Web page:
In addition, many artworks in the show respond directly not to A-bombs, but to a complex tangle of subjects and events: from the American cult of celebrity to the destruction of Chinese cultural treasures to the Battle of Ramadi in 2006.

In Christian Marclay’s video piece, “Guitar Drag” (2000), for example, the artist straps an amplifier to the back of a pickup truck, lashes a rope around the neck of a cherry red fender Stratocaster, and takes the guitar on- and off-road, dragging it across dirt, rocks, and asphalt. It’s partly a send-up of iconic images of rock stars smashing their guitars in paroxysms of excess, but it’s also a reference to a modern-day lynching: the murder of James Byrd in Texas in 1998.

In other words, the artworks in “Damage Control” emerge from a multivalent cultural soup, only one aspect of which is glimpsed in the first two rooms. The rest of the show is designed with the typical clean, clinical, modernist museum display vibe, albeit with a little more dark grey on the walls than usual, thanks to all the video work. It’s all a little funereal.

One wonders what the show might’ve looked like if it had woven in more illustrations, film stills, or documentary material—especially given Brougher’s smart, digressive essay in the catalog, which touches on everything from Godzilla to books by novelist Don DeLillo to George Romero’s epic 1978 zombie flick, Dawn of the Dead. The show and the book that accompanies it seem to come from different worlds.

While “Damage Control” may skimp on context, it does nicely foreground how the same artist can approach violence both with nihilistic humor and honest vulnerability. Yoko Ono’s “Instructions” (1964), for example, are short proposals for conceptual art actions that read like a series of impossible dares: “Steal all of the clocks and watches in the world,” one reads. “Destroy them.” Another asks the gallery-goer to possibly destroy something in the museum itself: “Cut out any portion of a painting you like or a piece of paper and throw it off a high building.”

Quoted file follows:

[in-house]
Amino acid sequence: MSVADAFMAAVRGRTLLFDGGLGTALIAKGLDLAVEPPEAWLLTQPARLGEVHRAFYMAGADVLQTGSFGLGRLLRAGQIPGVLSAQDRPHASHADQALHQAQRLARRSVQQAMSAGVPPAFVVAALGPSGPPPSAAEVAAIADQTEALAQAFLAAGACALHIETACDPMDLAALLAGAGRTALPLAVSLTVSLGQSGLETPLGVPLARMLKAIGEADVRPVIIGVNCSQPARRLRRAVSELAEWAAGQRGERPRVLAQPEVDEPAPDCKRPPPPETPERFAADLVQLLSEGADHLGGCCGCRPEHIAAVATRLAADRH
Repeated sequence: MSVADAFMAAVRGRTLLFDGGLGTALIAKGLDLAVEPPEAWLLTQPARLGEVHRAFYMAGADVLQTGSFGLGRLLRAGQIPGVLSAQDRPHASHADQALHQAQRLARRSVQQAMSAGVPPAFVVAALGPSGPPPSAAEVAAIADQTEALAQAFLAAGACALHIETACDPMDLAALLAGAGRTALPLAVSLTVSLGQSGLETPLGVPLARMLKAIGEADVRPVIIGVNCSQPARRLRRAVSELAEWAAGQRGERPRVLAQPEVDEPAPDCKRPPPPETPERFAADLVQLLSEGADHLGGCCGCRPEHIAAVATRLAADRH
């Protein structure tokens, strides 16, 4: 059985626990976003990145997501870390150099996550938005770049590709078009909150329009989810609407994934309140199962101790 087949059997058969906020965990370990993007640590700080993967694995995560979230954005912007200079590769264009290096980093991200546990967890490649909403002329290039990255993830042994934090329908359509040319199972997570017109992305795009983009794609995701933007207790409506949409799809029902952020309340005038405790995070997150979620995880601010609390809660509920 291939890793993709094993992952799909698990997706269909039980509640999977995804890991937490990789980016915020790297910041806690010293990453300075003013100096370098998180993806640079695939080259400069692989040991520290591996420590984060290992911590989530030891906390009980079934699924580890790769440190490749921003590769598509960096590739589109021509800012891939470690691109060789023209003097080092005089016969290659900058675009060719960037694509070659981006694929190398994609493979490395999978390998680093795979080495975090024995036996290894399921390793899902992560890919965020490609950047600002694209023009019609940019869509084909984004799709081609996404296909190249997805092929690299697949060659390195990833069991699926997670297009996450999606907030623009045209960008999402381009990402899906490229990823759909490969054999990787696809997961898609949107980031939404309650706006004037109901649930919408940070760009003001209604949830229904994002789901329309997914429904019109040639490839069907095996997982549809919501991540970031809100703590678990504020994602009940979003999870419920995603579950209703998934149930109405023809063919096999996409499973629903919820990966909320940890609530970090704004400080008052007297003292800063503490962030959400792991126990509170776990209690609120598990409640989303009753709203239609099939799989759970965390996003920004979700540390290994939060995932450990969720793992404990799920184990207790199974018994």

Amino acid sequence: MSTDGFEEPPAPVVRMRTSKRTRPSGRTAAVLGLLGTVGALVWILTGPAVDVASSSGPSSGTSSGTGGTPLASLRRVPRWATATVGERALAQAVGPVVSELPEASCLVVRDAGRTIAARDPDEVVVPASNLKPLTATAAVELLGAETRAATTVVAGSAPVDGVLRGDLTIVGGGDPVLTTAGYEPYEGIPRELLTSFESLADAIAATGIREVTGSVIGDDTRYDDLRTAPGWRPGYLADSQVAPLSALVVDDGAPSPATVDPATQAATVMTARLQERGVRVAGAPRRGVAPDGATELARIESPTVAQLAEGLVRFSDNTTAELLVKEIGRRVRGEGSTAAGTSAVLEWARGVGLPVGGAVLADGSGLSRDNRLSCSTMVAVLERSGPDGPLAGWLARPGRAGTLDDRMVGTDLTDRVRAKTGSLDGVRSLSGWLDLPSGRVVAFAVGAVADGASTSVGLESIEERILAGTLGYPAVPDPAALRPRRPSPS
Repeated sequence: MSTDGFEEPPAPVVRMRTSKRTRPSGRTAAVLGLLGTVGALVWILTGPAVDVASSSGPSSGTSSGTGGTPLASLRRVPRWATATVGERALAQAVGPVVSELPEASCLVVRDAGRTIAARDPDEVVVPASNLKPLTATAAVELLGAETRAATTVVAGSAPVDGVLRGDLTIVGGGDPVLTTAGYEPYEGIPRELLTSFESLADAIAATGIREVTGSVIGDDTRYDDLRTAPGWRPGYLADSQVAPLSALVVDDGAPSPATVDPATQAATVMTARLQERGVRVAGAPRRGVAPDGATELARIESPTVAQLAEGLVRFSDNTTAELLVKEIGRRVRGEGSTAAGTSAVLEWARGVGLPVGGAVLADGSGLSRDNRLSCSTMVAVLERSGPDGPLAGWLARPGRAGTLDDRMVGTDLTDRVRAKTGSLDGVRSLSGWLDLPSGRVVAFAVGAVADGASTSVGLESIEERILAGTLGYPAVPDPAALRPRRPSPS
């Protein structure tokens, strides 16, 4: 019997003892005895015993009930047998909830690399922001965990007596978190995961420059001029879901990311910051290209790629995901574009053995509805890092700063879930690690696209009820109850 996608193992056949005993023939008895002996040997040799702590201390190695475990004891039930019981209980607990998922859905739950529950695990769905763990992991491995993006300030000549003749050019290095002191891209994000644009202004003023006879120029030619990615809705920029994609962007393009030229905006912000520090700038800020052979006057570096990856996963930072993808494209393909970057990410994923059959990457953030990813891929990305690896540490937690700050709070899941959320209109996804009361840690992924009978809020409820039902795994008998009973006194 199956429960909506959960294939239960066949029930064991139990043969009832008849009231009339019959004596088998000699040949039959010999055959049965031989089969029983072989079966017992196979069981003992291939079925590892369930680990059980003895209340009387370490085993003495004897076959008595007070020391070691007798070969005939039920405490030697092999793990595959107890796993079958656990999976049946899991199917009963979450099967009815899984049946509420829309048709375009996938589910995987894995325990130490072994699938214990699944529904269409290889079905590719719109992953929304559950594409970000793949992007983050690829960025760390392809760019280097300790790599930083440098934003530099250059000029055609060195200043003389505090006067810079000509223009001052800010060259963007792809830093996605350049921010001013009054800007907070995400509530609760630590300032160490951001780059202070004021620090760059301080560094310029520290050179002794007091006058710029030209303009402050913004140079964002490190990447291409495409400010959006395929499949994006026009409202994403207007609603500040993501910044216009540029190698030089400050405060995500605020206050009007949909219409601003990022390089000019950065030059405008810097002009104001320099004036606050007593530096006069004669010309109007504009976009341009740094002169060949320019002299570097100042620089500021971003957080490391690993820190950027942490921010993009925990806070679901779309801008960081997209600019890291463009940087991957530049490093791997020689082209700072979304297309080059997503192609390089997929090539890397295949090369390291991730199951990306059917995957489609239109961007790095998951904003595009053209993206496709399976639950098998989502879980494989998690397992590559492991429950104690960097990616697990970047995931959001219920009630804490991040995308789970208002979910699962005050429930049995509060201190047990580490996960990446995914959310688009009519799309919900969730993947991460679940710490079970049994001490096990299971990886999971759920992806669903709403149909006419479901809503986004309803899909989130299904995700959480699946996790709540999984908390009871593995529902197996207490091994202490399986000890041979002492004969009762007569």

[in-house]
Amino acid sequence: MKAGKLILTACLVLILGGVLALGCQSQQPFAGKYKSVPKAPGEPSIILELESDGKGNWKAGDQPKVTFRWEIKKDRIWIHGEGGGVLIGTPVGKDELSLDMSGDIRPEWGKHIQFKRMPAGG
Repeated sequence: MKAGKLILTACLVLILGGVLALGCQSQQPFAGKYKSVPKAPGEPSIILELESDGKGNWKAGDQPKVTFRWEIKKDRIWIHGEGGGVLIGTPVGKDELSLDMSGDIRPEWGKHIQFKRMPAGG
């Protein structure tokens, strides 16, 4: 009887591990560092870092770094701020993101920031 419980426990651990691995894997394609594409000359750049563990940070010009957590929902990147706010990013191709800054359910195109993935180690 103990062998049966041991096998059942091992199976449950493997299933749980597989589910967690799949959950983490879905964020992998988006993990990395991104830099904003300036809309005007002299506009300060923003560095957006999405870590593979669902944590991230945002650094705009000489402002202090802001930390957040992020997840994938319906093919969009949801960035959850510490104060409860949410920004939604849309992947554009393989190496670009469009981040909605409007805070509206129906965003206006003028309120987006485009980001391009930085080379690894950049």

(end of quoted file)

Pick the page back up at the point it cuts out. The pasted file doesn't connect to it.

In contrast with these invitations to mayhem is Ono’s “Cut Piece” (1965), a performance in which the artist offered her body and a pair of scissors to her audience. Kneeling onstage, Ono asks people she does not know to cut her clothing away piece by piece. They begin timidly, but gradually become more aggressive. While she stares passively straight ahead, one joker moves in and snips her bra straps, almost revealing her breasts. In the written pieces, Ono invokes violence with her tongue firmly in her cheek—but when her body enters the picture, she’s courting real danger.

Ultimately it’s this dance between real and simulated danger—violence in art, violence in the world, and the curious space between—that should be the star here. Laurel Nakadate, for example, seeks out lonely, older men and persuades them to act out suggestive yet sexless scenarios with her on camera. One such action appears in “Greater New York” (2005): An older man drags a wrihing Nakadate around the beach by her legs, appearing to assault her as he moves her into and out of the frame. This footage is intercut with shots of the artist dressed as a Girl Scout, standing on the roof of an apartment building on the morning of Sept. 11, 2001, with her back to the smoldering ruins of the World Trade Center. It’s an immediate response to an unfolding tragedy, albeit in character, in costume. In art, contrived drama and real tragedy get mixed up, and both can make you feel like it’s the end of the world.